Brent oil extended its longest rally in a year and a half, rebounding above $60 a barrel, on hopes of a resolution in the U.S.-China trade dispute.
Futures in London — which last traded over $60 in December — are up for an eighth session, recovering from a 35 percent collapse in the last quarter of 2018. U.S. President Donald Trump is said to be eager to strike a deal with China soon to perk up financial markets that have slumped on concerns over a trade war between the nations. Meanwhile, an industry report Tuesday was said to show American crude inventories declined.
Fears of a slowdown in oil demand are receding with an easing of the long-running trade tensions, which helped drag crude prices into a bear market after they hit a four-year high in October. Confidence is also strengthening that the Organization of Petroleum Exporting Countries and its allies including Russia will curb output enough to counter booming U.S. supplies and avoid an oversupply.
“There is further upside to come in prices, as we see more evidence coming through that members of OPEC+ are complying with their new production cut,” said Warren Patterson, senior commodities strategist at ING NV. “We see the market largely balanced over the first half of 2019.”
Brent for March settlement rose as much as $1.29, or 2.2 percent, to $ 60.01 a barrel and traded at $59.80 on the ICE Futures Europe Exchange in London as of 9:50 a.m. local time. The global benchmark crude was at a premium of $8.67 a barrel to West Texas Intermediate for the same month.
WTI for February delivery climbed $1.01 to $50.79 on the New York Mercantile Exchange, the first time it’s back above $50 since Dec. 17.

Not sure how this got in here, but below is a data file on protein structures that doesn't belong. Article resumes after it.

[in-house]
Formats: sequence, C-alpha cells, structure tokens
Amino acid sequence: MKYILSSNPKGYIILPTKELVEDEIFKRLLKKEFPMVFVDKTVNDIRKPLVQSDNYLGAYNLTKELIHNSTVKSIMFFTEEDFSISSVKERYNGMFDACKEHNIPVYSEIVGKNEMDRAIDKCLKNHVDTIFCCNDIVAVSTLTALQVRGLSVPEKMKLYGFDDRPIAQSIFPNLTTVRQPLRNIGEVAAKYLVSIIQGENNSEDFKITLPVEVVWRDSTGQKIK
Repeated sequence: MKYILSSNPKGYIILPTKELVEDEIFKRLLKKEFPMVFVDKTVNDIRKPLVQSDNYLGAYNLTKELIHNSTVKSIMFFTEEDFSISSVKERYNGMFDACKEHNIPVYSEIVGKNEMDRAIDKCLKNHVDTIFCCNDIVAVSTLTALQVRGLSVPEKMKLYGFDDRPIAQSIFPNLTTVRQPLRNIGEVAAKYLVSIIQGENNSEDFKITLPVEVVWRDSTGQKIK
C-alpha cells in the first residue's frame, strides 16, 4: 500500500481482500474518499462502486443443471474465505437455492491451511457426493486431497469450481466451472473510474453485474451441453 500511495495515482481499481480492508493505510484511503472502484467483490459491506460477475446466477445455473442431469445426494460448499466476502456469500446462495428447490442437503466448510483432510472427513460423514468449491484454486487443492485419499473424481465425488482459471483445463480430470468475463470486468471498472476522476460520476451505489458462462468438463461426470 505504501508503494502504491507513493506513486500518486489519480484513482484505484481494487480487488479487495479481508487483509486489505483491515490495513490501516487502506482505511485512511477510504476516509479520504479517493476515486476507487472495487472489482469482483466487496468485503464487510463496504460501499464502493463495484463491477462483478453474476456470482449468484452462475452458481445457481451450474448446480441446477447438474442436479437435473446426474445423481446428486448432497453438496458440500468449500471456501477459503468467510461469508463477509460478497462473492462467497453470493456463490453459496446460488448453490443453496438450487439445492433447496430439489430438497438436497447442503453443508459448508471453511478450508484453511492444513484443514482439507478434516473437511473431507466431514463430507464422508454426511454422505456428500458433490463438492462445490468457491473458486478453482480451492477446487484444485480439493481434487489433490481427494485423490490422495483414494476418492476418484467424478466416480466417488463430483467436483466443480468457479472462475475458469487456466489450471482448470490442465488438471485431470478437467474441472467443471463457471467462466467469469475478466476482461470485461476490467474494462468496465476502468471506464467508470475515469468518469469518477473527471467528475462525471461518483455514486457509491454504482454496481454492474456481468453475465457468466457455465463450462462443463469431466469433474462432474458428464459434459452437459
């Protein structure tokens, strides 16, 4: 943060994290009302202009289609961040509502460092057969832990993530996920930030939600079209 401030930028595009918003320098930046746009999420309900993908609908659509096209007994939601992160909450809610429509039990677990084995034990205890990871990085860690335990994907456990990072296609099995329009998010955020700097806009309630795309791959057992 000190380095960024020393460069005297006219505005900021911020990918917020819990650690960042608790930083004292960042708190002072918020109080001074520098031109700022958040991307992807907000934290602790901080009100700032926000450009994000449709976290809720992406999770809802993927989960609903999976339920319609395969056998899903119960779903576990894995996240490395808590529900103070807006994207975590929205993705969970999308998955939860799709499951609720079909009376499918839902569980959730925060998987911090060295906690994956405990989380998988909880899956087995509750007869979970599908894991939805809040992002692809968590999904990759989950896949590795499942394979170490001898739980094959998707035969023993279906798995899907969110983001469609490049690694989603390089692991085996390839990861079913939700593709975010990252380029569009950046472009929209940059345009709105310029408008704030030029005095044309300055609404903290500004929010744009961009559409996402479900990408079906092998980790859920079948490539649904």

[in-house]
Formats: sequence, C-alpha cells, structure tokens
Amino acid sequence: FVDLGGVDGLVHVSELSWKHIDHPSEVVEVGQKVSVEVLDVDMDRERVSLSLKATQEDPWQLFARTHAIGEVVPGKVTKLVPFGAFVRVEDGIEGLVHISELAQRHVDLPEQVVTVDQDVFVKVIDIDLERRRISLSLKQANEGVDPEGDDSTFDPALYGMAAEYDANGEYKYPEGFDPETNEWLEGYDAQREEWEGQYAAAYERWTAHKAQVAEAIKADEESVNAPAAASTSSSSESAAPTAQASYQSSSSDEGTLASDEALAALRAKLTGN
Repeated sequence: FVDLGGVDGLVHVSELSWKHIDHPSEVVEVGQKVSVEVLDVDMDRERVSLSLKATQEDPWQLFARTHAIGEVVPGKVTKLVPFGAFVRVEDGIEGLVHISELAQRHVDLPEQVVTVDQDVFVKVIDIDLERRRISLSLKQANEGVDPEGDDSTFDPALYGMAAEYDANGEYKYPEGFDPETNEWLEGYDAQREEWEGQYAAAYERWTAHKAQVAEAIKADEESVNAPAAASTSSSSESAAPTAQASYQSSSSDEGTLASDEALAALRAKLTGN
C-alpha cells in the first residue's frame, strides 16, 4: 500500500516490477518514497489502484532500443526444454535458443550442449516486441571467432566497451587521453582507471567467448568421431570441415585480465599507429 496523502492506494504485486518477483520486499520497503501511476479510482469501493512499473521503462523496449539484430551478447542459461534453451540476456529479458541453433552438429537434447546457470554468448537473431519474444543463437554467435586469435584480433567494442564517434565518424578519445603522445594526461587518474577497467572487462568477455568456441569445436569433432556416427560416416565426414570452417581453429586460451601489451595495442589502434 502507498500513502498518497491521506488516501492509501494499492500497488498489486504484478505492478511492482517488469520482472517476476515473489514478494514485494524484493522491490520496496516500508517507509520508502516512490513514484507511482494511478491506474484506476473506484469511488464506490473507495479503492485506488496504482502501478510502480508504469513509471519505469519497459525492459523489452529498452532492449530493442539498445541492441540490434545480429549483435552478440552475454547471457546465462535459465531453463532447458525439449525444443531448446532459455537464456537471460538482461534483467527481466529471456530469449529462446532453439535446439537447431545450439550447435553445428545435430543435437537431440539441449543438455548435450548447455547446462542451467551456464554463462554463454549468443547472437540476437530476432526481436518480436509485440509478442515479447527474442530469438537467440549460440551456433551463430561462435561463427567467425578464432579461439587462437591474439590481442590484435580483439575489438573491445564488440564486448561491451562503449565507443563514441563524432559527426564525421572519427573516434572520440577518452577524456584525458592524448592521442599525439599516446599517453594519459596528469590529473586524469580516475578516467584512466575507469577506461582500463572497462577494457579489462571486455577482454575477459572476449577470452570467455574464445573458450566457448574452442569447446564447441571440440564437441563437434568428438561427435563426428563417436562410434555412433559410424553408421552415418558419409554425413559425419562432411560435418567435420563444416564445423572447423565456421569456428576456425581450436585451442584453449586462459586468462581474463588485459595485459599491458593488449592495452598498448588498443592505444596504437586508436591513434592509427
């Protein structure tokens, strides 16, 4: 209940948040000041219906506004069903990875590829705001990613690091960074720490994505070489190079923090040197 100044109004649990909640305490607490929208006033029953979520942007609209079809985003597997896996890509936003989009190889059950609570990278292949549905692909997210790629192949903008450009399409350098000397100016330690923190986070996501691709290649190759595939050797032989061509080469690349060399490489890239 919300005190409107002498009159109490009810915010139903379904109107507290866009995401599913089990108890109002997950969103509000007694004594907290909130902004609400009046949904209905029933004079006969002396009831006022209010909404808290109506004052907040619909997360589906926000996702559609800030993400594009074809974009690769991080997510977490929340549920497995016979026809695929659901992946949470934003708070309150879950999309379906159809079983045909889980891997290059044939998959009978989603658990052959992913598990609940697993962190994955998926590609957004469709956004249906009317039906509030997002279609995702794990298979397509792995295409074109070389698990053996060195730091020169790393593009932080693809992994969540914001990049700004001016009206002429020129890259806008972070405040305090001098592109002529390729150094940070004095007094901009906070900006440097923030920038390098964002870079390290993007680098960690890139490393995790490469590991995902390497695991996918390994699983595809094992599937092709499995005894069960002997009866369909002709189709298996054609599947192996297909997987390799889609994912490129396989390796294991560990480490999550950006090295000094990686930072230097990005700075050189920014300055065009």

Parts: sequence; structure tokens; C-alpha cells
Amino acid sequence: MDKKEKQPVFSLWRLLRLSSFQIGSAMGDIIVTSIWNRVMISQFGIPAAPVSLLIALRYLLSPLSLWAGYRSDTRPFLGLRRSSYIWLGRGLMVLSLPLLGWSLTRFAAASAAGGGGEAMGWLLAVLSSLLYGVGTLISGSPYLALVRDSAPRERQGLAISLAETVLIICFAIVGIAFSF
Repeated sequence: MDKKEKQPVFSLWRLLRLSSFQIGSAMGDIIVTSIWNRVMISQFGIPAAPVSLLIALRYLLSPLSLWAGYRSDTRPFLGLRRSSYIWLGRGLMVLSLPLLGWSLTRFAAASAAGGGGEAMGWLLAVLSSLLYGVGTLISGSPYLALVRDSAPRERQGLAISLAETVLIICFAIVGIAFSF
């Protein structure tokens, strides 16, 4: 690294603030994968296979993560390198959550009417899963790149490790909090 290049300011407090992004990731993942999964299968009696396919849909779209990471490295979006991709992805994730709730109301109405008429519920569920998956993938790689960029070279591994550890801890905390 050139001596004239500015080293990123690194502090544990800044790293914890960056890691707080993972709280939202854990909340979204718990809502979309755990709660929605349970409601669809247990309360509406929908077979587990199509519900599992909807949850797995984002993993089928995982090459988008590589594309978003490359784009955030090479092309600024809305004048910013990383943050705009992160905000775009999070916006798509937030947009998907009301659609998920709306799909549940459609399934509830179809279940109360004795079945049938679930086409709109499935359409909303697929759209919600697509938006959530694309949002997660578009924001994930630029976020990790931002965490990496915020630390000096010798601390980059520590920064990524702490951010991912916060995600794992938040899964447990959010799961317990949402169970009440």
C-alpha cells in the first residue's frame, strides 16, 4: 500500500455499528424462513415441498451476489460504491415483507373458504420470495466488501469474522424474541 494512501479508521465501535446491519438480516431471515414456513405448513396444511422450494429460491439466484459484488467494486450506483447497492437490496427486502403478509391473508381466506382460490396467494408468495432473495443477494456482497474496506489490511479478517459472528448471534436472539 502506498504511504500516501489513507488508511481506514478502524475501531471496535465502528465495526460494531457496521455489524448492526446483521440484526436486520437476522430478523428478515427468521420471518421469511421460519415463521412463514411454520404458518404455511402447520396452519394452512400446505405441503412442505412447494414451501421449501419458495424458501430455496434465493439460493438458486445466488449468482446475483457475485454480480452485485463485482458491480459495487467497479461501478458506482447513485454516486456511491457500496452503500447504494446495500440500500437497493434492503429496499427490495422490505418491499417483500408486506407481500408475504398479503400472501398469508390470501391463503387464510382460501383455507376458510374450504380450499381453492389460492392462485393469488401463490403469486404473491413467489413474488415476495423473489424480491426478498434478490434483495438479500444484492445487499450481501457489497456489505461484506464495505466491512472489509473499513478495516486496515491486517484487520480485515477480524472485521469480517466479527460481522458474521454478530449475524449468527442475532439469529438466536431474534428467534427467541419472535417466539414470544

U.S.-China trade negotiations in Beijing have concluded after being extended by a day, showing both the sides are serious, according to a Chinese foreign ministry spokesman. The talks were originally scheduled for two days. Trump had earlier expressed optimism in a tweet, exclaiming “Talks with China are going very well!”
“Overall investor sentiment on risk assets is improving as the ongoing talks between the U.S. and China ease uncertainties in the market,” Ahn Yea Ha, a commodities analyst at Kiwoom Securities Co., said from Seoul. “On the other hand, OPEC is signaling that it’s determined to clear a supply glut, which is also supporting crude prices.”
Meanwhile, the American Petroleum Institute was said to show crude stockpiles fell 6.13 million barrels last week. Still, the data also signaled substantial increases in American gasoline and diesel inventories, a bearish signal for demand. A government report on Wednesday is forecast to show crude inventories dropped 2.7 million barrels, though the hoard at the nation’s key storage hub may have increased.
Other oil-market news: Morgan Stanley lowered its 2019 Brent crude forecast to $61 from $69 a barrel, anticipating a price recovery that will be tempered by substantial volumes of crude already in transit. Canadian heavy crude rose for a second day as one of Alberta’s largest oil sands producers said their mandatory February oil production curtailment will be similar to January’s. Mexico’s opposition is accusing the government of addressing the issue of fuel theft irresponsibly as supply fears spread to the nation’s capital. Car sales in China fell 6 percent to 22.7 million units last year, the first annual slump in at least two decades, the China Passenger Car Association said Wednesday.